Tool | SDSoC 2018.3 |
---|---|
Target device | Zynq UltraScale+ MPSoC ZCU102 |
Clock frequency | 200 MHz |
Experimental conditions
6. RESULTS
Figure 9 shows the prediction of the conventional and proposed circuits. The black, blue, and red lines represent the supervised signal, prediction of the conventional circuit and prediction of the proposed circuit, respectively. Both circuits were able to reproduce sine and cosine waves. Tables 3 and 4 shows the utilization of resources for the conventional and proposed circuit, respectively. The proposed method was able to reduce the overall use of resources approximately 50%. Table 5 shows the comparison between electric energy of conventional circuit and proposed circuit. The proposed method reduced the electric energy consumption by approximately 80% compared with the conventional one. Table 6 shows a comparison between the computation speed of the FPGA and other devices. The proposed circuit was approximately 25 and 340 times faster than a desktop CPU and embedded CPU, respectively.
Used | Total | Utilization | |
---|---|---|---|
BRAM_18k | 106 | 912 | 11.57 |
DSP_48E | 519 | 2520 | 20.48 |
LUT | 60557 | 274,080 | 22.07 |
FF | 96556 | 548,160 | 17.55 |
Utilization of resources for the conventional circuit
Used | Total | Utilization | |
---|---|---|---|
BRAM_18k | 48 | 912 | 5.26 |
DSP_48E | 20 | 2520 | 0.79 |
LUT | 28933 | 274,080 | 10.56 |
FF | 44021 | 548,160 | 8.03 |
Utilization of resources for the proposed circuit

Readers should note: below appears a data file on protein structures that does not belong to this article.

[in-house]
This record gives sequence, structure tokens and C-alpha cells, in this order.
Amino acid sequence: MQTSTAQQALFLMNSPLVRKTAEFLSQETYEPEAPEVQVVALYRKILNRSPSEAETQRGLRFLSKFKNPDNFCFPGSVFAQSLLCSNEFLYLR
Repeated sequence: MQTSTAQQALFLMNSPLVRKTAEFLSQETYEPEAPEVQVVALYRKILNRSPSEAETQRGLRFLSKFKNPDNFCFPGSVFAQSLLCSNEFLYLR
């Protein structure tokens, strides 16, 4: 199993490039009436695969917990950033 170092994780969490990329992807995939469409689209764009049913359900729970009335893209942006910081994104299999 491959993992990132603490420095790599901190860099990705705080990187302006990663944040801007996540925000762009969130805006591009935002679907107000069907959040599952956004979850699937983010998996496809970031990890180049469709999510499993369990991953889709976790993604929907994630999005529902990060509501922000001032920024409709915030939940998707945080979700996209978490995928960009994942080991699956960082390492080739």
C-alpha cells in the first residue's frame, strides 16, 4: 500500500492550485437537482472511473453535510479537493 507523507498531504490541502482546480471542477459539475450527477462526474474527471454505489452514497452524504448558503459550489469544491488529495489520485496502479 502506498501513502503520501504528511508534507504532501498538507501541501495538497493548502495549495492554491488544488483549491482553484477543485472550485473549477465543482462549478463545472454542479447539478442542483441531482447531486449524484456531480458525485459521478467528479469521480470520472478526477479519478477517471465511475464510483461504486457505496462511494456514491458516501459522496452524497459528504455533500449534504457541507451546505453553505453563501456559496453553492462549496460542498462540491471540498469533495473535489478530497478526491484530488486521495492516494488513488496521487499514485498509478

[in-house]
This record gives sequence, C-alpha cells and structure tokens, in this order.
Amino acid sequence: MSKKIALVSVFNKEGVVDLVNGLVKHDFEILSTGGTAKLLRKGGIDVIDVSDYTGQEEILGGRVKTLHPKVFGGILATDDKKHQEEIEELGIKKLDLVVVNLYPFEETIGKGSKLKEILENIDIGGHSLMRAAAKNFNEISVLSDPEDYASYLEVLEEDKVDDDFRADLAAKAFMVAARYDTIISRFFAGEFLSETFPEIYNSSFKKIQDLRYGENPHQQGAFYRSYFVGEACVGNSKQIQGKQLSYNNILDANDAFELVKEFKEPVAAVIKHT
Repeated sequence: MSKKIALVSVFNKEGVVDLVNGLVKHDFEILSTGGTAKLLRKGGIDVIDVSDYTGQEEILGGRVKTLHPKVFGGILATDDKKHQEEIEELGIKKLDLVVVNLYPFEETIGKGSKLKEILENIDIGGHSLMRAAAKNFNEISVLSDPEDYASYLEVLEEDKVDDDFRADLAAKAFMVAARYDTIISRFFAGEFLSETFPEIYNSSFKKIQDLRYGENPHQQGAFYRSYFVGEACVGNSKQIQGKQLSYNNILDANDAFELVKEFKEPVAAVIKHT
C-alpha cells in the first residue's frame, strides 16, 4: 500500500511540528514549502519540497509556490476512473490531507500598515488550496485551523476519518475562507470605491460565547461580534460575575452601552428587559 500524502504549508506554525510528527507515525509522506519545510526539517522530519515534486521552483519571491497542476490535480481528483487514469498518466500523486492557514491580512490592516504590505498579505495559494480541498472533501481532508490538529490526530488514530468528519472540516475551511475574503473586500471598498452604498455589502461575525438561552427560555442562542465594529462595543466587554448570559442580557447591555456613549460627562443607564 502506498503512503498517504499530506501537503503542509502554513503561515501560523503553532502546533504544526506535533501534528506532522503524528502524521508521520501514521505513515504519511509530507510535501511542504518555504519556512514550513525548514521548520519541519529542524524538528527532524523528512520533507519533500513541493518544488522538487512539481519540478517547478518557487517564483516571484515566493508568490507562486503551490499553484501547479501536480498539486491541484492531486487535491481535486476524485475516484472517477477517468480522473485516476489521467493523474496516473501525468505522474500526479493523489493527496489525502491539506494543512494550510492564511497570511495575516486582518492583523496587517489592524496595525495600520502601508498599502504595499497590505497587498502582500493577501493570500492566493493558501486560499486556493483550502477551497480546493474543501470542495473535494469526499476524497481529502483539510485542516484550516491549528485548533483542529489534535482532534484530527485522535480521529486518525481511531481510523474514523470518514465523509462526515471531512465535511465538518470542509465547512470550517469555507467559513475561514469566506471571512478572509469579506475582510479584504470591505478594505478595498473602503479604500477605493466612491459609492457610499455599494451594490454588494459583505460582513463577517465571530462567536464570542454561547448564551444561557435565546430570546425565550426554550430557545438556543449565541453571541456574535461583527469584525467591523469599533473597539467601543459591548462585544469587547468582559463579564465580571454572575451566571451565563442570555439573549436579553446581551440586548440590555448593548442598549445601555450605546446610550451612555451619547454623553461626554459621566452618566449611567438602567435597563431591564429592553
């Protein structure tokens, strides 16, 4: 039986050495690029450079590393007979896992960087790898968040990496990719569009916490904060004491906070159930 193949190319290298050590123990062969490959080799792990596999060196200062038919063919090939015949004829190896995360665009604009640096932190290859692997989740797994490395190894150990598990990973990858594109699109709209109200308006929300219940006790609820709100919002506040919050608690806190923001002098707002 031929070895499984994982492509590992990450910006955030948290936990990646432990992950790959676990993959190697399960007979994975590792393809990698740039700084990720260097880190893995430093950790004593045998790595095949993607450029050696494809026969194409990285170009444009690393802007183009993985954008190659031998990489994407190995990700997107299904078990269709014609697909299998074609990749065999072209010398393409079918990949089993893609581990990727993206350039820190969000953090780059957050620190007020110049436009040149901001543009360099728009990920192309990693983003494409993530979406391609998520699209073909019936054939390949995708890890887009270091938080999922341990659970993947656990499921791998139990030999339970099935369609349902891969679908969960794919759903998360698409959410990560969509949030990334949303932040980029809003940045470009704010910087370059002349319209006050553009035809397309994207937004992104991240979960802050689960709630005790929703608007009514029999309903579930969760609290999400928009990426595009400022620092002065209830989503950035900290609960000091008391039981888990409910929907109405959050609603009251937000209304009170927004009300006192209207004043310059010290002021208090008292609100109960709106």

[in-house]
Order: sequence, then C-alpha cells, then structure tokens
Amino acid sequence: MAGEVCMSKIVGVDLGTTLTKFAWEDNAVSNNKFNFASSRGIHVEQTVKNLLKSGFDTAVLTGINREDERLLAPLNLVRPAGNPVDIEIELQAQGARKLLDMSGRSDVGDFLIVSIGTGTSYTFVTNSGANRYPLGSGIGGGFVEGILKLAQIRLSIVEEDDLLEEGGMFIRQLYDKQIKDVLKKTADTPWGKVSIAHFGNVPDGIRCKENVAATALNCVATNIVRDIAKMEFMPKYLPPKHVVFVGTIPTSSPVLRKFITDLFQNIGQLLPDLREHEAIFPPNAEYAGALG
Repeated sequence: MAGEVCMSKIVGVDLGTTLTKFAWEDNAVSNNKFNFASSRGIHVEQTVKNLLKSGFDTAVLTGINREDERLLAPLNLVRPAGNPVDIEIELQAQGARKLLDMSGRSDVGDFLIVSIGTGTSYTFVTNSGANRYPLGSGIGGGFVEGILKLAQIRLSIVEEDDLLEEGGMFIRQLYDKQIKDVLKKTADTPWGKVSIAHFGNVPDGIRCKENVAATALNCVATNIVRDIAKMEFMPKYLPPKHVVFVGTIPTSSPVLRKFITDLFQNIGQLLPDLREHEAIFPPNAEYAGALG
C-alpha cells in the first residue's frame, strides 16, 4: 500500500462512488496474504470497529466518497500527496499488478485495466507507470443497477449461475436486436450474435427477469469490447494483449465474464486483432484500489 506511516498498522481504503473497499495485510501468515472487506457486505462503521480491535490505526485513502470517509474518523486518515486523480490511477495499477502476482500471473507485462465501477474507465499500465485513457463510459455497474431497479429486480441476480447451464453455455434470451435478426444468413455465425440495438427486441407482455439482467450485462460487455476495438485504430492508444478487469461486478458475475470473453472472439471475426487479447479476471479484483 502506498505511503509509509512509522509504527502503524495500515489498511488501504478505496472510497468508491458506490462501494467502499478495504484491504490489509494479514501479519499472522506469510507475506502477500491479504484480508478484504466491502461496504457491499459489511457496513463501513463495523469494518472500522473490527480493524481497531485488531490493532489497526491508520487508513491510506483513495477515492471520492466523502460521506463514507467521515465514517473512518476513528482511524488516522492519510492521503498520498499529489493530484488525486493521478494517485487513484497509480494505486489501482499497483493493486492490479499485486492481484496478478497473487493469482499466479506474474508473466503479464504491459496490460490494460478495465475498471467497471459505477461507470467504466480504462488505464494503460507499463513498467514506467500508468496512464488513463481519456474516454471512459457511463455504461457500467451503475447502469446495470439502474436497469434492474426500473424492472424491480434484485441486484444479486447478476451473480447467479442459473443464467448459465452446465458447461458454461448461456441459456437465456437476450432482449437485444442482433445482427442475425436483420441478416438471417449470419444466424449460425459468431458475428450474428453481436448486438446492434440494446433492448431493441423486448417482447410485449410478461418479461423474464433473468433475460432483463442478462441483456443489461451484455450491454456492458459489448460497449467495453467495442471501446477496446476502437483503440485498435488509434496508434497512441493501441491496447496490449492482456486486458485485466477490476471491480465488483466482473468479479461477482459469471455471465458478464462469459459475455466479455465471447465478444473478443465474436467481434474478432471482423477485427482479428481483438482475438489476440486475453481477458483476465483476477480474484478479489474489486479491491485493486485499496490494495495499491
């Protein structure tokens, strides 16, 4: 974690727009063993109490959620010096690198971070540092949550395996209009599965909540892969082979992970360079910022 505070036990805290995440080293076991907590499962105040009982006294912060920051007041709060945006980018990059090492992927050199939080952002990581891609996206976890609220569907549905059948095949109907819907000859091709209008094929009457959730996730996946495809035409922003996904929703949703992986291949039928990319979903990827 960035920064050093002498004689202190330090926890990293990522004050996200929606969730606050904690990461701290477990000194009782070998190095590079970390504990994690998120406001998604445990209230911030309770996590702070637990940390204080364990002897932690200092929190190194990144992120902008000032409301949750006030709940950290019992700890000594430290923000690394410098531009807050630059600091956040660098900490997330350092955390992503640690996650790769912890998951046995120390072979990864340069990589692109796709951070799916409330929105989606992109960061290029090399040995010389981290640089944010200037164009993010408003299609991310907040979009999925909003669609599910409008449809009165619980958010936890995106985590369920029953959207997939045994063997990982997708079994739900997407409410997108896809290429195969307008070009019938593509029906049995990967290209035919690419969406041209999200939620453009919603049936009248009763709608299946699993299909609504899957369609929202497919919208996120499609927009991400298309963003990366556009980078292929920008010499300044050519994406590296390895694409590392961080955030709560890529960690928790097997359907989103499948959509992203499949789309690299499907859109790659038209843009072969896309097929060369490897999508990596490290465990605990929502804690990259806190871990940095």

Latency (ms) | Power (w) | Electric energy (w*ms) | |
---|---|---|---|
Conventional | 0.43 | 1.46 | 0.63 |
Proposed | 0.20 | 0.67 | 0.13 |
Electric energy consumption of each circuits
Platform | Latency (ms) |
---|---|
CPU 3.2GHz (i7-8700) | 5.215 |
Embedded CPU 1.2GHz (Quad Arm Cortex-A53) | 68.123 |
FPGA 200MHz (XCZU9EG-2FFVBG1156E) | 0.200 |
Computation speed of devices
7. CONCLUSION
We were able to successfully adapt the circuit to enhance ESN computation in the FPGA. As a result, high-speed computation was possible while the circuit resources were reduced. To achieve this, fixed-point computation, quantification of weights, and sequential product–sum computation techniques were used.
In the future, it is expected to apply the proposed circuit and methods to embedded systems such as automobiles and robots.
CONFLICTS OF INTEREST
The authors declare they have no conflicts of interest.
ACKNOWLEDGMENT
This research is supported by
AUTHORS INTRODUCTION
Mr. Kentaro Honda
He received Master of Engineering degree from Kyushu Institute of Technology in 2019. His research interests include neural network and digital circuit.
Associate Prof. Hakaru Tamukoh
He received the B.Eng. degree from Miyazaki University, Japan, in 2001. He received the M.Eng. and the PhD degree from Kyushu Institute of Technology, Japan, in 2003 and 2006, respectively. He was a postdoctoral research fellow of 21st century center of excellent program at Kyushu Institute of Technology, from April 2006 to September 2007. He was an Assistant Professor of Tokyo University of Agriculture and Technology, from October 2007 to January 2013. He is currently an Associate Professor in the Graduate School of Life Science and System Engineering, Kyushu Institute of Technology, Japan. His research interest includes hardware/software complex system, digital hardware design, neural networks, soft-computing and home service robots. He is a member of IEICE, SOFT, JNNS, IEEE, JSAI and RSJ.
REFERENCES
Cite this article
TY - JOUR AU - Kentaro Honda AU - Hakaru Tamukoh PY - 2020 DA - 2020/05/18 TI - A Hardware-Oriented Echo State Network and its FPGA Implementation JO - Journal of Robotics, Networking and Artificial Life SP - 58 EP - 62 VL - 7 IS - 1 SN - 2352-6386 UR - https://doi.org/10.2991/jrnal.k.200512.012 DO - 10.2991/jrnal.k.200512.012 ID - Honda2020 ER -